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See these dazzling solar panels from a bird’s-eye view

In his new series, photographer Tom Hegen paints a captivating portrait of what the world would look like from above if it were powered by renewable energy.

[Source photo: Tom Hegen]

Solar panels have long been criticized for being an eyesore. But what if you could see them from another angle? Say, 10,000 feet high?

Tom Hegen has become the master of aerial photography, turning salt ponds, coal mines, and melting glaciers into geometric landscapes. Much of his work is focused on visualizing the devastating impact of climate change on Earth, but the German photographer’s latest series takes a more positive outlook. The Solar Power Series depicts solar farms in all their glory—painting a captivating portrait of what the world would look like if it is powered by renewable energy.

[Photo: Tom Hegen]

Solar Power Series features five solar plants across the U.S., France, and Spain. “I was looking for plants that are the first of their kind in terms of the technique used, and other experimental projects that have a strong characteristic in response to the landscape,” he says. The first solar plant he ever photographed for the series was in Southern France, where he captured a stunning field of solar panels built on top of a rolling hill. Completed in 2011, the so-called Les Mées solar farm counts almost 80,000 solar panels spread across 89 acres. “The panels here look like endless waves that are rolling in the landscape,” he says.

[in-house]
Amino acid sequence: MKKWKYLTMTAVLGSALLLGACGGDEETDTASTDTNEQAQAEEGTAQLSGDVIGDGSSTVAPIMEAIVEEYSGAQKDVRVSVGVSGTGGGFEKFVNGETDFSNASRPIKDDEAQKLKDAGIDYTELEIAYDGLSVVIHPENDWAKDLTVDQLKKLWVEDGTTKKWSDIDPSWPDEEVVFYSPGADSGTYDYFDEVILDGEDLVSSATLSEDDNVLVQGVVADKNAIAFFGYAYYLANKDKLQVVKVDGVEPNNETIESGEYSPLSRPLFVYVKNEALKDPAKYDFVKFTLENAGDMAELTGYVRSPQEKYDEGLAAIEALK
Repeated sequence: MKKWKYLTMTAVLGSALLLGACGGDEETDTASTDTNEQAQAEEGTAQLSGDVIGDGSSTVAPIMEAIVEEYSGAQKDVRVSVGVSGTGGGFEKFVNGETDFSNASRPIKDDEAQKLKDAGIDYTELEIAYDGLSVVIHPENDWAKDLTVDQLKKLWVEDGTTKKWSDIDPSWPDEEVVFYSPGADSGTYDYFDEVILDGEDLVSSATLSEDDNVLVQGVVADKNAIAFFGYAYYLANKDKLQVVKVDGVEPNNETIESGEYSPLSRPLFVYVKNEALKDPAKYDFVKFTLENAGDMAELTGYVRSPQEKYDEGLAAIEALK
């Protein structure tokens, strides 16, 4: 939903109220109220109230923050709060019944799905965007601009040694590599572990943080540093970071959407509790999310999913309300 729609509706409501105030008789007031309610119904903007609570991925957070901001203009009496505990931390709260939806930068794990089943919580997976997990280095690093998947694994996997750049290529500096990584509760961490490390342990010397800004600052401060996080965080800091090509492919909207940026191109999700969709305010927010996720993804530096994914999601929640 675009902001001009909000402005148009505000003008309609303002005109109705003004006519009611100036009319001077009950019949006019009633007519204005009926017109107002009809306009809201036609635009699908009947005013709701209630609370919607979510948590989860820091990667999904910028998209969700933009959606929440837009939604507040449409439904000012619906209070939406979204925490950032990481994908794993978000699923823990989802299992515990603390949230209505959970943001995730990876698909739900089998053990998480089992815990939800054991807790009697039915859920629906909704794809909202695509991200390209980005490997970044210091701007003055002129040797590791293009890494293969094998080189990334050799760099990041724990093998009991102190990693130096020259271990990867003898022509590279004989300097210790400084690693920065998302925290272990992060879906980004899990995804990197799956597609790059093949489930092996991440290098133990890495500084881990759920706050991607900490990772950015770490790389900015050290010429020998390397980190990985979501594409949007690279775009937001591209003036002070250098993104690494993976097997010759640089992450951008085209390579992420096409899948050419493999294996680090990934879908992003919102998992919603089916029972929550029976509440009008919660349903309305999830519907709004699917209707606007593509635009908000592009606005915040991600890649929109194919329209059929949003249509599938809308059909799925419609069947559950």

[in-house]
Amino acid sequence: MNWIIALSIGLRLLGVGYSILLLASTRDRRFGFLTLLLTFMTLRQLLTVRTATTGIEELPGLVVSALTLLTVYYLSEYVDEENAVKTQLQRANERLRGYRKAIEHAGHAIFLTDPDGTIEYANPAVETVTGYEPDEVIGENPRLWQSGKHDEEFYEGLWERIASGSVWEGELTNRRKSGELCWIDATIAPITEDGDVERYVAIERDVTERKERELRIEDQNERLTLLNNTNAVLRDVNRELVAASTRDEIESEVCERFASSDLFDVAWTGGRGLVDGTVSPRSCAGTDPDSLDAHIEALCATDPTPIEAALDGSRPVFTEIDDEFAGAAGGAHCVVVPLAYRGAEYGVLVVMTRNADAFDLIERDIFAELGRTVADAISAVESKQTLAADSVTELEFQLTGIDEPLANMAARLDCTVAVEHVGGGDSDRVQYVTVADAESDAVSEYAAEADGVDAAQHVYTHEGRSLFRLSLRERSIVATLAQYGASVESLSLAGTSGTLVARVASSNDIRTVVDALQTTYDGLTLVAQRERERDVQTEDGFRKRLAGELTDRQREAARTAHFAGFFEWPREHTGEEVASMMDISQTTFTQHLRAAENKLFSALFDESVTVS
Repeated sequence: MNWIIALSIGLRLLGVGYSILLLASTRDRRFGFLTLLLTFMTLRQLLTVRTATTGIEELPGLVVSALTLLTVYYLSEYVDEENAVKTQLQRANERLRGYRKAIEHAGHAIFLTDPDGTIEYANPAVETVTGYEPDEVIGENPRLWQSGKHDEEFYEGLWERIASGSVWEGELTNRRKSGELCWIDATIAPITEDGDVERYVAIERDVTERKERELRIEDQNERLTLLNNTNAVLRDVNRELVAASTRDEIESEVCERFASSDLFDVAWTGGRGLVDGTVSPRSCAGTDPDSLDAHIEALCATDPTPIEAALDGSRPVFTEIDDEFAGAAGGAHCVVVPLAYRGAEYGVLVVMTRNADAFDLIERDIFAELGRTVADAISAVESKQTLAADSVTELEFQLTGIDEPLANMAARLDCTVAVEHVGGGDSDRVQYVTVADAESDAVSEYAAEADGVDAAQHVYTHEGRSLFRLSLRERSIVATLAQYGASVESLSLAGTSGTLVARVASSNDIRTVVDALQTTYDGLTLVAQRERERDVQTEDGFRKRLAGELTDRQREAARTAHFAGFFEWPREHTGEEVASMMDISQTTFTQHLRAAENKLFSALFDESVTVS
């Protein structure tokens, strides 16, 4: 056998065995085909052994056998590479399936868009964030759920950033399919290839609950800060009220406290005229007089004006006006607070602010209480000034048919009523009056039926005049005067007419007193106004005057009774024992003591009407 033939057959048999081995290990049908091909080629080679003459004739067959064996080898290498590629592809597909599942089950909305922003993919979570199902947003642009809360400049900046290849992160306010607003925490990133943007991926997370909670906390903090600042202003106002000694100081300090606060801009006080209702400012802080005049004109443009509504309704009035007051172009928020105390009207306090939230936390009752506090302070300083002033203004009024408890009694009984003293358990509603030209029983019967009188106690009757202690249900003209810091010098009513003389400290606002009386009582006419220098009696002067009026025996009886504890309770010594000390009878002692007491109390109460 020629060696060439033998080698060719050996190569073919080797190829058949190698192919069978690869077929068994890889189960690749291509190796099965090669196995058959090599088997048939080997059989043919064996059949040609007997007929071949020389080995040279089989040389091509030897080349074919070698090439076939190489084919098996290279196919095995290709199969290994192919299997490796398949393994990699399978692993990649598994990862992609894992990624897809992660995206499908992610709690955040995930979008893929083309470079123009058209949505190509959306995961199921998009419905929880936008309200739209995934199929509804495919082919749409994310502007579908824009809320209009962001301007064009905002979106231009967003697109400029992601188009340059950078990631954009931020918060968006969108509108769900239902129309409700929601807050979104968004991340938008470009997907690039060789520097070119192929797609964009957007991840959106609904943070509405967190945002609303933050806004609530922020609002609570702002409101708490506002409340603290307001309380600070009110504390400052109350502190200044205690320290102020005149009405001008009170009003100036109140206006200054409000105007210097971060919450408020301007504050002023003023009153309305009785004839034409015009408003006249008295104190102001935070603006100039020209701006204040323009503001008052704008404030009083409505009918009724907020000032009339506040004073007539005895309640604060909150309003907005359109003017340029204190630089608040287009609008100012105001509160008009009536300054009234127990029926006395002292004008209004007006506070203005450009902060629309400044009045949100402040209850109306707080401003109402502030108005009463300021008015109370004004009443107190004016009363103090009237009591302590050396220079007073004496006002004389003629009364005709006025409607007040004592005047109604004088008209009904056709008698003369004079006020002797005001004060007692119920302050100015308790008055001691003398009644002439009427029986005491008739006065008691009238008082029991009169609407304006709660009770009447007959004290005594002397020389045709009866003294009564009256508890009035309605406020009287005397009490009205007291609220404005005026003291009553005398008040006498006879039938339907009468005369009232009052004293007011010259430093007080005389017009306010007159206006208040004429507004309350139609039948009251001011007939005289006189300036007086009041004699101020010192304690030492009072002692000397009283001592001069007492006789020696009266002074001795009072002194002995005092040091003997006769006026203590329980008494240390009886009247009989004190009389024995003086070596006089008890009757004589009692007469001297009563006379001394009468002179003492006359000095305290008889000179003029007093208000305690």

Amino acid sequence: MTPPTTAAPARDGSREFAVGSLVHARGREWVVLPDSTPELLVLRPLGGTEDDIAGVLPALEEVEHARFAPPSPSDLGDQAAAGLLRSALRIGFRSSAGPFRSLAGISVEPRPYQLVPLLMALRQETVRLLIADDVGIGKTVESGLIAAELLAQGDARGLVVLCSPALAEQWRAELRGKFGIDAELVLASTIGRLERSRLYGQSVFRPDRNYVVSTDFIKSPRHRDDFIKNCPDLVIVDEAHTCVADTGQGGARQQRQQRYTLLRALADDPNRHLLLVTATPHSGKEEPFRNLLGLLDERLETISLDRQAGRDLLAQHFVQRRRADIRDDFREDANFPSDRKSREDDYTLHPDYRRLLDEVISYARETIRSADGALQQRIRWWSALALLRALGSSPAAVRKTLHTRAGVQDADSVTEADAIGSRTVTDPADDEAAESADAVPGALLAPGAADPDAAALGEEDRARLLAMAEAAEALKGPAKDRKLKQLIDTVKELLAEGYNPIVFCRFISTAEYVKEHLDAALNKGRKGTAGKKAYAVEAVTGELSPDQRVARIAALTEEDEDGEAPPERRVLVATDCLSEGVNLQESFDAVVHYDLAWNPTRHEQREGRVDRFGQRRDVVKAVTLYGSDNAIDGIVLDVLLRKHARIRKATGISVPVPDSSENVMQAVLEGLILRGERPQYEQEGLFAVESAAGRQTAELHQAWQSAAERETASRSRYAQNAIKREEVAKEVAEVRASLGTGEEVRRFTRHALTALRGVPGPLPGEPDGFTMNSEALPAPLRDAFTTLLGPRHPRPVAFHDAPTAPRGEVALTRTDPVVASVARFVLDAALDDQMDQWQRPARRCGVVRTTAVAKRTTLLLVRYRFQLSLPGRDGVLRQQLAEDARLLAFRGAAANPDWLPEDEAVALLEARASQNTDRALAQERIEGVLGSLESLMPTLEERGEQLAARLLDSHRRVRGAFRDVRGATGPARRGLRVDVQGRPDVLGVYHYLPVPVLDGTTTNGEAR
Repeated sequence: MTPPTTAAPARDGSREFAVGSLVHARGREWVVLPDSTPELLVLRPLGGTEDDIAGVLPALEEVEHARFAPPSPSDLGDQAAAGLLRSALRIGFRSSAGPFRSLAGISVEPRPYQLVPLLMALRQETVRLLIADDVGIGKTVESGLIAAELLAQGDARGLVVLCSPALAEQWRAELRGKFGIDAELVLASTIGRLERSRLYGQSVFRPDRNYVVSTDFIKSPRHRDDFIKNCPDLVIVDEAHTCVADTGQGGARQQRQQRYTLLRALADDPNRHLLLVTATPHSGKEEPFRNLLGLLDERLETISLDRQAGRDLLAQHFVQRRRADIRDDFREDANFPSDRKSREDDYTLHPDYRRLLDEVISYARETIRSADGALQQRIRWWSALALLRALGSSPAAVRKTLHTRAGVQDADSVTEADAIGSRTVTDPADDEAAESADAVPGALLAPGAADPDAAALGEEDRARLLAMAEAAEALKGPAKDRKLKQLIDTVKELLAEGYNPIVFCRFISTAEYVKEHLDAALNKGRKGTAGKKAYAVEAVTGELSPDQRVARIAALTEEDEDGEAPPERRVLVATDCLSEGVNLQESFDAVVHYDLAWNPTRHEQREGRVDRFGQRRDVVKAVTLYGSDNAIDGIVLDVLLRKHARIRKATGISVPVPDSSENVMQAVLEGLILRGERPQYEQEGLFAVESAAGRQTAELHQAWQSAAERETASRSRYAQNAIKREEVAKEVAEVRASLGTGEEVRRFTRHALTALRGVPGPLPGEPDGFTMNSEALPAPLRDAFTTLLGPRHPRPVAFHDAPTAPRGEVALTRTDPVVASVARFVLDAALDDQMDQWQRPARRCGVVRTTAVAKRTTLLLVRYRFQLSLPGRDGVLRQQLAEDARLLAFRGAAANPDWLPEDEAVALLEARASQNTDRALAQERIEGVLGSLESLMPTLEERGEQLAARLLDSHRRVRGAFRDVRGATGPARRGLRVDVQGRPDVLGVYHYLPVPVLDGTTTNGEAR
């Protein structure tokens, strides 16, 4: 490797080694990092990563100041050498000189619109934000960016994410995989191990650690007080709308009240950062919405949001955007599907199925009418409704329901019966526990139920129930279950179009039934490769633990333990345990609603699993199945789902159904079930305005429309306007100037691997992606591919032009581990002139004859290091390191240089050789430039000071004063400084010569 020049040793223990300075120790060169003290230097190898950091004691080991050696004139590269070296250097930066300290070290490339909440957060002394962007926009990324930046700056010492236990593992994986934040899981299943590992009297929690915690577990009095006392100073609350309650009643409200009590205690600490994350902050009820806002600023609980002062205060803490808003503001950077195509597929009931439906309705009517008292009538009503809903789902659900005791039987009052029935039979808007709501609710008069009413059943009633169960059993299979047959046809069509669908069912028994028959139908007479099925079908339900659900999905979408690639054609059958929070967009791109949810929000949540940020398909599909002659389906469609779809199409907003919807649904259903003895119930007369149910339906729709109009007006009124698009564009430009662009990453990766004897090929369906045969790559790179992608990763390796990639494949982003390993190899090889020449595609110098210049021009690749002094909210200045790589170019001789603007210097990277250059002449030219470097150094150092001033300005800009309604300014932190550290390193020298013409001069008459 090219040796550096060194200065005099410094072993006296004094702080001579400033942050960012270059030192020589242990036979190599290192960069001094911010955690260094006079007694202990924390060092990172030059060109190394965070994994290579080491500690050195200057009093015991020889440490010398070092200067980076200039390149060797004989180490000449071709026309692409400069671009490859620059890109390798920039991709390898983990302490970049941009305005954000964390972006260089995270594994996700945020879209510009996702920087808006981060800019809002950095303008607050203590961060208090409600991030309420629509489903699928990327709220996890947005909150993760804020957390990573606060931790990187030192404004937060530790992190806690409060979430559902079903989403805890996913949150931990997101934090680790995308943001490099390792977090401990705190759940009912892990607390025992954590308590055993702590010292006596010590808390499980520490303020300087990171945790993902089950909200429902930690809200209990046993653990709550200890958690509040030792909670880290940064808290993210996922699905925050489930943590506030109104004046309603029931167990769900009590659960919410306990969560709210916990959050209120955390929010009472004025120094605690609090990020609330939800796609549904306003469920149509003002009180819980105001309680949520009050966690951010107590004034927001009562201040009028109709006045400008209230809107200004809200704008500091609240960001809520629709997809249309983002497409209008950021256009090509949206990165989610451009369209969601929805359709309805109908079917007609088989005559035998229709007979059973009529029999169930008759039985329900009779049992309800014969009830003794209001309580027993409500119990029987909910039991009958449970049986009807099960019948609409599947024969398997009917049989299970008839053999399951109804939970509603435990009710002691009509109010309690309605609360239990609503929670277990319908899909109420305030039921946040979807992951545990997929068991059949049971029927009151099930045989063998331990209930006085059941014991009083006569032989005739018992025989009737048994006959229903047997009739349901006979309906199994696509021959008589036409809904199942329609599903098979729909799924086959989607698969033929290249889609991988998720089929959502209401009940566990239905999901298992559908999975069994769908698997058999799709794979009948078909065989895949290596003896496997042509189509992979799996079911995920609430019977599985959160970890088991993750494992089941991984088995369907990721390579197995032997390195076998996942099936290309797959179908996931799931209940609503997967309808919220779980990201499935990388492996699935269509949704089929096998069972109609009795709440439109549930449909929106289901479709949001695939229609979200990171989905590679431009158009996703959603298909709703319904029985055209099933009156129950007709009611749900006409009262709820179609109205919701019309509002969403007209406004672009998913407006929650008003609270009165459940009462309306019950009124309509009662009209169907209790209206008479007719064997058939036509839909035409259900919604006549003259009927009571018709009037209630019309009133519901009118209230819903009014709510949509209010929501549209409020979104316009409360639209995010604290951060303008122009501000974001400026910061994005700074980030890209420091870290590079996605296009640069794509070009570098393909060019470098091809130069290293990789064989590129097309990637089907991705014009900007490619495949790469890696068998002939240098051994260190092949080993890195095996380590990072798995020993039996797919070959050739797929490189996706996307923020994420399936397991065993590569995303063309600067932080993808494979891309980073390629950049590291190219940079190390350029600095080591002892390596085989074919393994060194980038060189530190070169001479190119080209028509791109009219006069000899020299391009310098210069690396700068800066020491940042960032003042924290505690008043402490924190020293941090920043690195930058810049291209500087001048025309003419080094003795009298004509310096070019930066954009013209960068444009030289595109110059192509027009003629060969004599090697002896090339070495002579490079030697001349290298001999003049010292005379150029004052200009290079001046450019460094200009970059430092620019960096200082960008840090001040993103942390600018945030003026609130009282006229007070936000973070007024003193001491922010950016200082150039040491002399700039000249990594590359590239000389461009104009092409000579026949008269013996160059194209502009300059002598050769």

[Photo: Tom Hegen]

Les Mées is the only traditional solar plant portrayed in the series. For the others, Hegen focused on so-called solar thermal power plants, where thousands of mirrors, called heliostats, help reflect and concentrate the sun on a central tower. In most cases, the sun heats liquid salts inside the tower, which then uses it to boil water and drive turbines that generate electricity. In California’s Mojave Desert, for example, the Ivanpah solar power facility generates enough electricity to power 140,000 homes. With 173,500 heliostats, it is the largest solar thermal facility in the world, cutting 400,000 tons of CO2 emissions per year.

[Photo: Tom Hegen]

When captured from a helicopter, heliostats take on a graphic quality akin to an alien settlement. “Seeing the plants from the air is extremely captivating,” says Hegen. “Especially the early morning light makes a nice contrast and reflection in the mirrors that somehow have something human in them, like a Mecca of mirrors [or] a concert crowd.”In 2020, renewable energy generated about 21% of all electricity generated in the U.S. The U.S. Energy Information Administration estimates that number will increase to 44% by 2050, mainly due to wind and solar power. This growth will have an inevitable impact on the landscape. “This project is a documentation of what the future could look like if most of the energy we use is generated by the power of the sun,” Hegen says. “The work should also create awareness of alternative energy sources.”

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